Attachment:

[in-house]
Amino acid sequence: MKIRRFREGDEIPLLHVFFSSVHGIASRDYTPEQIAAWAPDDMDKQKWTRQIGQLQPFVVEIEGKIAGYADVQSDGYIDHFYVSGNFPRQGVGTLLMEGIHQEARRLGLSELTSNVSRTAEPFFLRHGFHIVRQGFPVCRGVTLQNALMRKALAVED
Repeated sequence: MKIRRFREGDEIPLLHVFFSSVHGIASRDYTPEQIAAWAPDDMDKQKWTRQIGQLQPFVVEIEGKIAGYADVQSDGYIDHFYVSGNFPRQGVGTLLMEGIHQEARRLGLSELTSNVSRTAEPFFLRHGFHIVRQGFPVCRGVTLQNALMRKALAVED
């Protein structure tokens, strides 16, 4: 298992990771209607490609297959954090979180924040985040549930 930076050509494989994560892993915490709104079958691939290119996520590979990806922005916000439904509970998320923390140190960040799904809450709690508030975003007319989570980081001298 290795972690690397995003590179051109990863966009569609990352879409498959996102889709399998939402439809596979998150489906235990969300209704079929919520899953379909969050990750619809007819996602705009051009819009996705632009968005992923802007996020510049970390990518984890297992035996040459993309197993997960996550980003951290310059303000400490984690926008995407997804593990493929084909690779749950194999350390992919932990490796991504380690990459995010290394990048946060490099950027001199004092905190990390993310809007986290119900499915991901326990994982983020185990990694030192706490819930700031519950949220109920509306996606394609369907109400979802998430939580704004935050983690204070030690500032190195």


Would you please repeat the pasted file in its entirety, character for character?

[in-house]
Amino acid sequence: MKIRRFREGDEIPLLHVFFSSVHGIASRDYTPEQIAAWAPDDMDKQKWTRQIGQLQPFVVEIEGKIAGYADVQSDGYIDHFYVSGNFPRQGVGTLLMEGIHQEARRLGLSELTSNVSRTAEPFFLRHGFHIVRQGFPVCRGVTLQNALMRKALAVED
Repeated sequence: MKIRRFREGDEIPLLHVFFSSVHGIASRDYTPEQIAAWAPDDMDKQKWTRQIGQLQPFVVEIEGKIAGYADVQSDGYIDHFYVSGNFPRQGVGTLLMEGIHQEARRLGLSELTSNVSRTAEPFFLRHGFHIVRQGFPVCRGVTLQNALMRKALAVED
């Protein structure tokens, strides 16, 4: 298992990771209607490609297959954090979180924040985040549930 930076050509494989994560892993915490709104079958691939290119996520590979990806922005916000439904509970998320923390140190960040799904809450709690508030975003007319989570980081001298 290795972690690397995003590179051109990863966009569609990352879409498959996102889709399998939402439809596979998150489906235990969300209704079929919520899953379909969050990750619809007819996602705009051009819009996705632009968005992923802007996020510049970390990518984890297992035996040459993309197993997960996550980003951290310059303000400490984690926008995407997804593990493929084909690779749950194999350390992919932990490796991504380690990459995010290394990048946060490099950027001199004092905190990390993310809007986290119900499915991901326990994982983020185990990694030192706490819930700031519950949220109920509306996606394609369907109400979802998430939580704004935050983690204070030690500032190195």